What do you want to accomplish in business? Most will stop at earning a living. Many will be happy with a simple, stable career. And while we can all be grateful for checks that put food on the table, for some of us, the vision is much larger.
We desire freedom to create, to push the boundaries, and make an impact.
Only a few will actually do so.
When we breakdown the business success stories that inspire us – whether it’s Barbara Corcoran, Oprah, a parent, or a friend…it’s clear that what sets them apart isn’t about degrees, luck, timing, or any specific skill.
It comes down to resiliency. Every success is rooted in hardship.
From difficult childhoods, to painful losses, to repeat failures in business- those experiences either strengthen or handicap.
Adversity is a prerequisite for the character necessary to lead, but only when we recognize it as such.
Too often, we compartmentalize our challenges: box up the ugly divorce, delete that failed venture out of our bio, grieve the loss of a loved one behind closed doors.
Tragedy is universal. Failures are frequent.
Those who rise utilize those experiences to realize their own inherent strength and ability, feed their passion, and come back from the unimaginable.
Having faced down their personal dragons, they become fearless in business.
They take great risks, continuously push themselves beyond their own expectations, and expect setbacks with an eye to the opportunity to learn and innovate.
To be leading edge, we must be comfortable living and working on the edge; knowing that we could fall at any moment and yet still confidently step out onto that edge every day.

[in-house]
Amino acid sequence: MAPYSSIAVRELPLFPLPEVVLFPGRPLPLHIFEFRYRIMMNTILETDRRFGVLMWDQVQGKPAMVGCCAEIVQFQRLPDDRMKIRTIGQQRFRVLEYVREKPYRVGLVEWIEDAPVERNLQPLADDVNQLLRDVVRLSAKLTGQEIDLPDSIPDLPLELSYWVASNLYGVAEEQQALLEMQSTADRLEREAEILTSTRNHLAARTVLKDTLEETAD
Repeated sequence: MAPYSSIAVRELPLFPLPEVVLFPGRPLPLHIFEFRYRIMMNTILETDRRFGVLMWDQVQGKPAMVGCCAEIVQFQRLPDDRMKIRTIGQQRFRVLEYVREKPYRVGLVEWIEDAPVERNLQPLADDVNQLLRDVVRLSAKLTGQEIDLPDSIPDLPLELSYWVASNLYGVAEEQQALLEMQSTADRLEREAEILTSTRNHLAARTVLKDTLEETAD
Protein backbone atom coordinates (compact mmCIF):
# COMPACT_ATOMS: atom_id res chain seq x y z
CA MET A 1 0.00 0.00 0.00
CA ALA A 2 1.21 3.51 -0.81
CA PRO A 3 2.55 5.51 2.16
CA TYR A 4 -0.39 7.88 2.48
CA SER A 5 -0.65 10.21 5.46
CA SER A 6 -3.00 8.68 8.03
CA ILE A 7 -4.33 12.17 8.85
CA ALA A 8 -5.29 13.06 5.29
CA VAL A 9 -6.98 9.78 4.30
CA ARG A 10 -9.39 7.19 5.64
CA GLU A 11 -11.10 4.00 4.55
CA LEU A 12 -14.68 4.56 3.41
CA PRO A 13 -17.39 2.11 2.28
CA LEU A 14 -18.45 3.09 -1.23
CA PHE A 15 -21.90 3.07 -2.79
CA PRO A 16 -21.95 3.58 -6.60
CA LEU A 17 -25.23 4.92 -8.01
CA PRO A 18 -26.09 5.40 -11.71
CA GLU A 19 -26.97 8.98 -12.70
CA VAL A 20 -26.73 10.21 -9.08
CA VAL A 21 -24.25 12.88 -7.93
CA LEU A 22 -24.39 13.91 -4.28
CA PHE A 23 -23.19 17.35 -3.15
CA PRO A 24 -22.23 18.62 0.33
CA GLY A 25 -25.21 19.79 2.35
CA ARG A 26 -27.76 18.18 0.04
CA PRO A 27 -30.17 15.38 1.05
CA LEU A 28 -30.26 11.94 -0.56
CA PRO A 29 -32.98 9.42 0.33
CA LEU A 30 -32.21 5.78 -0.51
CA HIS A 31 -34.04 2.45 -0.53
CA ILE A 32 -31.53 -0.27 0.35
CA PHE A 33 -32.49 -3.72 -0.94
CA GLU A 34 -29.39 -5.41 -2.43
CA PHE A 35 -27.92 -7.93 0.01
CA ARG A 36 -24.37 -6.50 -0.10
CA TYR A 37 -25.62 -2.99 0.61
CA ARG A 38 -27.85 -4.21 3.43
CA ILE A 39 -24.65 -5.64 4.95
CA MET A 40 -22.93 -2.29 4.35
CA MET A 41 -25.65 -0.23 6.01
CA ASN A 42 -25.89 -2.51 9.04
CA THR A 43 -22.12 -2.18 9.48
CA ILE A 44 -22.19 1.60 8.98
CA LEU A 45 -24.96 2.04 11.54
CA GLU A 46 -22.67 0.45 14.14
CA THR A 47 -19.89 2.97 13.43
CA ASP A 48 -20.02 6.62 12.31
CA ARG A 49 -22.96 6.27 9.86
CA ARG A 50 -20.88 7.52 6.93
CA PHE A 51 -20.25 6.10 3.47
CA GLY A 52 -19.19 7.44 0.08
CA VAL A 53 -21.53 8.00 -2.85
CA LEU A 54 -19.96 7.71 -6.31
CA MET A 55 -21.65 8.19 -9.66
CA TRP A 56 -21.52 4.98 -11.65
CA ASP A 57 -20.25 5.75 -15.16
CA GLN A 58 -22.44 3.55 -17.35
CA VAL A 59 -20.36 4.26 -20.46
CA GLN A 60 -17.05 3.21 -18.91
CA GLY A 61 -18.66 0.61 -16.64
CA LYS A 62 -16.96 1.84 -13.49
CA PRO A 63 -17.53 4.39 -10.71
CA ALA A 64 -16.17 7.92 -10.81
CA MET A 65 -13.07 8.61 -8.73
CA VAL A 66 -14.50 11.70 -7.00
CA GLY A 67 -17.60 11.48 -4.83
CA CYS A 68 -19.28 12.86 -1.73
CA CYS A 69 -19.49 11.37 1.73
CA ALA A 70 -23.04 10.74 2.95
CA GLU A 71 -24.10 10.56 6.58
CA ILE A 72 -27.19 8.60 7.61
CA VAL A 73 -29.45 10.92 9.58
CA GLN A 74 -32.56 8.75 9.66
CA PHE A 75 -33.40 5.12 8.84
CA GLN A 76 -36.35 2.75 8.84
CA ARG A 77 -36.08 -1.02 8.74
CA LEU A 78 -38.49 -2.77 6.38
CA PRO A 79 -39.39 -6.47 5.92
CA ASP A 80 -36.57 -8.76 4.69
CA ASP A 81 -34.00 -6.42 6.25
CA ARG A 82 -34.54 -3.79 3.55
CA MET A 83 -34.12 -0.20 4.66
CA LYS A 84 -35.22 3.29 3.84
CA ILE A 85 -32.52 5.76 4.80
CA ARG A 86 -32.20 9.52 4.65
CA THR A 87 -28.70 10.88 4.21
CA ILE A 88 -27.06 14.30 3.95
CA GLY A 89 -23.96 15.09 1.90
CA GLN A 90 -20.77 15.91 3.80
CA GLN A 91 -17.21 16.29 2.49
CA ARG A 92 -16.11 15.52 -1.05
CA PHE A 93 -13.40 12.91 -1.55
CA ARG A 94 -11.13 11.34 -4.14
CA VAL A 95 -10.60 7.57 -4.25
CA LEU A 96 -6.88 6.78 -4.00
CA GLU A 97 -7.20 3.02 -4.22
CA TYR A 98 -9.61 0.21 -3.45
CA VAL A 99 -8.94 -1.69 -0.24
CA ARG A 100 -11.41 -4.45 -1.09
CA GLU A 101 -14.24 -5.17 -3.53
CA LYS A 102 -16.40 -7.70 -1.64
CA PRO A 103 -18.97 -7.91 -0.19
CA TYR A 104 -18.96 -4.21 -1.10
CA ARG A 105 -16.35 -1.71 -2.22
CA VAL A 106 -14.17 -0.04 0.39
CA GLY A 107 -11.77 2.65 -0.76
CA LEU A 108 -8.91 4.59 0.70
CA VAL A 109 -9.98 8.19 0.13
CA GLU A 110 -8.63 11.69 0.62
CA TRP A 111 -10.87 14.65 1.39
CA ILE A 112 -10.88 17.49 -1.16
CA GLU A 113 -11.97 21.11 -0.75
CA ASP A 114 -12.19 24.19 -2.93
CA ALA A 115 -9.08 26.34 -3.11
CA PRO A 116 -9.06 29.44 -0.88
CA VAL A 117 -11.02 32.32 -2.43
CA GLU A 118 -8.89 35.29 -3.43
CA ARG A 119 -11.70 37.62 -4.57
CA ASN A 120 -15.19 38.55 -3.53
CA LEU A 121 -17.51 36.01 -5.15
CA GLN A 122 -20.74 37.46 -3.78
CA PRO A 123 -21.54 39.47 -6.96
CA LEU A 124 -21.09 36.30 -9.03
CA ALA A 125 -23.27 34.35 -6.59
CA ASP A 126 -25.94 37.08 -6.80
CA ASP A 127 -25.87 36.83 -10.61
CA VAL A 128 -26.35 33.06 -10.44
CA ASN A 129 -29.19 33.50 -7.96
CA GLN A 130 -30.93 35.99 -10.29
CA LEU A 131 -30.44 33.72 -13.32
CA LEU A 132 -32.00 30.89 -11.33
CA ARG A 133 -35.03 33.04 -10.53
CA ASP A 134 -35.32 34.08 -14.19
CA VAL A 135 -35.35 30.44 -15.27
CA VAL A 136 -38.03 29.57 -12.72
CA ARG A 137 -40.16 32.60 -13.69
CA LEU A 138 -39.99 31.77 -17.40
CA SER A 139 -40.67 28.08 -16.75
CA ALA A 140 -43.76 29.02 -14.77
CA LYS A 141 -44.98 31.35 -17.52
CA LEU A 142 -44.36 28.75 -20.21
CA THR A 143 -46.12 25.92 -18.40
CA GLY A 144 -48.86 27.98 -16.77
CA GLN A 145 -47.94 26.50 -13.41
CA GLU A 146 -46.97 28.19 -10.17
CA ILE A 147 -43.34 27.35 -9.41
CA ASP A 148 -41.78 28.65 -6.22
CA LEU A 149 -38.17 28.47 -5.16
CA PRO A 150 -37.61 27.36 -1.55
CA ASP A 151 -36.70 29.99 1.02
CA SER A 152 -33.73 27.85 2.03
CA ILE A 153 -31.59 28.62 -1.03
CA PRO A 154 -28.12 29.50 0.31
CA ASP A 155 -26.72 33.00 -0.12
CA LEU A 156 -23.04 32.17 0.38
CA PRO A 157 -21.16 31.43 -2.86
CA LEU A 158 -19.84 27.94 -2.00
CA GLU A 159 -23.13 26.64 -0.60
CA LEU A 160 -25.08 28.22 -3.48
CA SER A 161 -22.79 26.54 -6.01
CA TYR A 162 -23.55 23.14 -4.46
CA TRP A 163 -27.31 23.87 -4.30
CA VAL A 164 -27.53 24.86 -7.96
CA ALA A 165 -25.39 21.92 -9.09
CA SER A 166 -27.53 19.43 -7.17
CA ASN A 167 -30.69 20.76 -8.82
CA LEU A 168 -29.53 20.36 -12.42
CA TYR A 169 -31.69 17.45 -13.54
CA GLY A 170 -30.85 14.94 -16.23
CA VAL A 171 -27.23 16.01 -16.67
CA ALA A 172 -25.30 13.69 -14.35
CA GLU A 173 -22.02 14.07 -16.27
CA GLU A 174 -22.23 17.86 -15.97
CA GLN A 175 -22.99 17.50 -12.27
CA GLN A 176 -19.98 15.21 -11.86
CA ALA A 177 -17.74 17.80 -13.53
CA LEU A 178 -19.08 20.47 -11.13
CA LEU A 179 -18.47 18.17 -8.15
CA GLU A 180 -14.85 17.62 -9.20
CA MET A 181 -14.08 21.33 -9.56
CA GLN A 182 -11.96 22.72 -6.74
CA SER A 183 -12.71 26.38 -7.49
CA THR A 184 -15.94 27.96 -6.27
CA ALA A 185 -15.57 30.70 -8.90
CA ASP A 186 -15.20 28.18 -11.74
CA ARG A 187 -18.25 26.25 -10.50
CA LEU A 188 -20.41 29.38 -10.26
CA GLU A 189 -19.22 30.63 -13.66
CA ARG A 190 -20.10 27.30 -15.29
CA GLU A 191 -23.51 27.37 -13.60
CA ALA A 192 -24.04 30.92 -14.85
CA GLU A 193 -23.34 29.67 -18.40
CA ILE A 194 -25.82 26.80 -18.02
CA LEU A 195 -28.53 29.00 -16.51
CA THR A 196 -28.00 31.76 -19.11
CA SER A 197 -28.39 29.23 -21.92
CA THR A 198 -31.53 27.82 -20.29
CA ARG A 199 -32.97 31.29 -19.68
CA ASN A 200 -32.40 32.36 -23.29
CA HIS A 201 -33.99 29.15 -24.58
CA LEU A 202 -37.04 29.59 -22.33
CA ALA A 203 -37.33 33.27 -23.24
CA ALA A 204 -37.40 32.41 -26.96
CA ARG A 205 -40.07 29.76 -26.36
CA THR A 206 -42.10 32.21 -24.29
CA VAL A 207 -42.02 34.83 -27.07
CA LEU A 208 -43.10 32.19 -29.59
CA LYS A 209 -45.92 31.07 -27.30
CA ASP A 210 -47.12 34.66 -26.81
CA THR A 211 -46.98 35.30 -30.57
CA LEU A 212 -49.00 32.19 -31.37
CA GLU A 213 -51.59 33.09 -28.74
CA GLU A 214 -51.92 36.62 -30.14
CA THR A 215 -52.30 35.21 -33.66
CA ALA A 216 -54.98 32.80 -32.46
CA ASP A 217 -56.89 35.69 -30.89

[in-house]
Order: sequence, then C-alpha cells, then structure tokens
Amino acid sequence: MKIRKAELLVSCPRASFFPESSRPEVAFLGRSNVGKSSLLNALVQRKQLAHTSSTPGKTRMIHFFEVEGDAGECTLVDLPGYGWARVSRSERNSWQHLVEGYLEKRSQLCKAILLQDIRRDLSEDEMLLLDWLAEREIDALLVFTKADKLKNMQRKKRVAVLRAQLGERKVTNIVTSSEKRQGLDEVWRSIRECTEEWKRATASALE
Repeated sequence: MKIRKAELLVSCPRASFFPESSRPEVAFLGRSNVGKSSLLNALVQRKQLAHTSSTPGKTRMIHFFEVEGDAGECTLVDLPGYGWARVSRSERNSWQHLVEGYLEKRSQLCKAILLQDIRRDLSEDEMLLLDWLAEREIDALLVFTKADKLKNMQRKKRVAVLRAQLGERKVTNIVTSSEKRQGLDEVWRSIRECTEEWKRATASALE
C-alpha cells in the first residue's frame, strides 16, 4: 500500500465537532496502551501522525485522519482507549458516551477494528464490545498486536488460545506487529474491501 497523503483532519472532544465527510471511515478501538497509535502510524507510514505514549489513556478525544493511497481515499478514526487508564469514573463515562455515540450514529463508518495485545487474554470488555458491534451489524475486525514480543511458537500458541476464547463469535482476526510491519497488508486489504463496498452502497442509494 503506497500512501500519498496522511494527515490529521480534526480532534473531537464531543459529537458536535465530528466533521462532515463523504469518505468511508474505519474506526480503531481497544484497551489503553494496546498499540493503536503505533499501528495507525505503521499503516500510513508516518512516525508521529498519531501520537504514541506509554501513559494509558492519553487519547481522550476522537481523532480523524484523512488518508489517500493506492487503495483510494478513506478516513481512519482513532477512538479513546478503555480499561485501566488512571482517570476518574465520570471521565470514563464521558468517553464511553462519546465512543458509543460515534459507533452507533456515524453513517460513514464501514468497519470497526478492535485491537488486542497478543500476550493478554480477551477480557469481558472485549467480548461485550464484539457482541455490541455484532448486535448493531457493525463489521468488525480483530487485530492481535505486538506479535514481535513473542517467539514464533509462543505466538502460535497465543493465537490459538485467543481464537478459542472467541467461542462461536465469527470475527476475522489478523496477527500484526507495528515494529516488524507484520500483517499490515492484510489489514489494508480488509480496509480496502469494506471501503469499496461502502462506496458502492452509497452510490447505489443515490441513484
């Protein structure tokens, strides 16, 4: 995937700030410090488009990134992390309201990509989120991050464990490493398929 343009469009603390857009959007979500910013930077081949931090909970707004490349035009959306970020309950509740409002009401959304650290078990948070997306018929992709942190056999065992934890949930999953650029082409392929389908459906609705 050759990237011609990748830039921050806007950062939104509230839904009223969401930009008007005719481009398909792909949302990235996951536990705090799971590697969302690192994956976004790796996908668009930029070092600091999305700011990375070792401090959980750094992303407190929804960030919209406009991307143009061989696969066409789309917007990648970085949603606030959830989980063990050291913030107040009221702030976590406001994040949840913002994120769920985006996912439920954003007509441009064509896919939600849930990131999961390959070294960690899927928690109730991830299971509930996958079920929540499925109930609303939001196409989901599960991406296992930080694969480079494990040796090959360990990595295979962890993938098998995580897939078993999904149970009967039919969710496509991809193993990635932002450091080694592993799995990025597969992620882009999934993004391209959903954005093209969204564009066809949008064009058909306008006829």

The stakes can be quite high, and it’s likely that we will fail repeatedly.
So how do we nurture such resiliency that we can approach our businesses firmly grounded in possibility rather than fear?
First, resiliency requires a shift in mindset.
Carol Dweck keys into this shift from a place of fear and pride to that of humility and lifelong learning:
“The passion for stretching yourself and sticking to it, even (or especially) when it’s not going well, is the hallmark of the growth mindset…True self-confidence is the courage to be open – to welcome change and new ideas regardless of their source.”
Research demonstrates that anyone can nurture a growth mindset.
In fact, you can shift your own mindset at any time by simply reminding yourself that your goal is to learn, rather than to win, and by opening your perspective, so that you can recognize weaknesses and seek out the feedback you need to course correct.
Second, resiliency is built through experience. Some lessons must be learned the hard way.
Ever heard of Virgin Brides or Virgin Cola? These were just two of Richard Branson’s many failures that paved the way to a portfolio of more than 400 companies under the Virgin Group umbrella and a net worth just shy of 5 billion dollars today.
“You don’t learn to walk by following rules. You learn by doing, and by falling over.”
Intentionally lean into your fears, to the extent that you actually do fall sometimes. And then get back up and persist, learning down to your bones that mistakes, accidents, and losses won’t end you. That, in fact, they hold the power to peel back the layers of insulation that have suffocated your potential.
You can shift into a resilient mindset and venture outside your comfort zone frequently, building that competitive edge that will allow you to boldly take the leaps of faith that transform your life, your career, and your impact.